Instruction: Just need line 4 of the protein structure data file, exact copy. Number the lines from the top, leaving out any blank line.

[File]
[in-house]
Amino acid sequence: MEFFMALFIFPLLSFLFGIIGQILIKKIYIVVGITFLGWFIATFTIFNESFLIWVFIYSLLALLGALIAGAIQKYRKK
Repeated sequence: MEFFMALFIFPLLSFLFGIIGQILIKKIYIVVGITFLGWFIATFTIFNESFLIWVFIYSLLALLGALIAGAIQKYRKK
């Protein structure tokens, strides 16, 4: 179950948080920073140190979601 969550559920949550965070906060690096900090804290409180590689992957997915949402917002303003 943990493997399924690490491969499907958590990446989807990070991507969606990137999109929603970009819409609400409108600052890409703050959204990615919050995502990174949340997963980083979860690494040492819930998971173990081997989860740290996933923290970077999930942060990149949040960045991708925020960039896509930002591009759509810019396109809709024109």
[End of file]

């Protein structure tokens, strides 16, 4: 179950948080920073140190979601 969550559920949550965070906060690096900090804290409180590689992957997915949402917002303003 943990493997399924690490491969499907958590990446989807990070991507969606990137999109929603970009819409609400409108600052890409703050959204990615919050995502990174949340997963980083979860690494040492819930998971173990081997989860740290996933923290970077999930942060990149949040960045991708925020960039896509930002591009759509810019396109809709024109």